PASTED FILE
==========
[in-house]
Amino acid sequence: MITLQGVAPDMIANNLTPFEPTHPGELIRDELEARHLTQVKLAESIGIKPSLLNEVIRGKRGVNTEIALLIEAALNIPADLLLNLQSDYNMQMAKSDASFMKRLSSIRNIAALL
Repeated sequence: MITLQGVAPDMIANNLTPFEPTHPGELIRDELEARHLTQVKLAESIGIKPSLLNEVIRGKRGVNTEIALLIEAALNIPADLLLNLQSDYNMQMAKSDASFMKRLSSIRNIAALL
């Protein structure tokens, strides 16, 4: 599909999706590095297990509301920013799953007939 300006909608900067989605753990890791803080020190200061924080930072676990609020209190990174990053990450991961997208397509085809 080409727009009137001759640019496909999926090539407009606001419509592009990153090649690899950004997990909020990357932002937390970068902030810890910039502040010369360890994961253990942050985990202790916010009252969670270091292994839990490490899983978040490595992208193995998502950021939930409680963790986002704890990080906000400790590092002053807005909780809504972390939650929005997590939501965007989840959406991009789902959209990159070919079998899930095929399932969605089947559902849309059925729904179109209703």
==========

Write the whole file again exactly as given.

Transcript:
[in-house]
Amino acid sequence: MITLQGVAPDMIANNLTPFEPTHPGELIRDELEARHLTQVKLAESIGIKPSLLNEVIRGKRGVNTEIALLIEAALNIPADLLLNLQSDYNMQMAKSDASFMKRLSSIRNIAALL
Repeated sequence: MITLQGVAPDMIANNLTPFEPTHPGELIRDELEARHLTQVKLAESIGIKPSLLNEVIRGKRGVNTEIALLIEAALNIPADLLLNLQSDYNMQMAKSDASFMKRLSSIRNIAALL
């Protein structure tokens, strides 16, 4: 599909999706590095297990509301920013799953007939 300006909608900067989605753990890791803080020190200061924080930072676990609020209190990174990053990450991961997208397509085809 080409727009009137001759640019496909999926090539407009606001419509592009990153090649690899950004997990909020990357932002937390970068902030810890910039502040010369360890994961253990942050985990202790916010009252969670270091292994839990490490899983978040490595992208193995998502950021939930409680963790986002704890990080906000400790590092002053807005909780809504972390939650929005997590939501965007989840959406991009789902959209990159070919079998899930095929399932969605089947559902849309059925729904179109209703």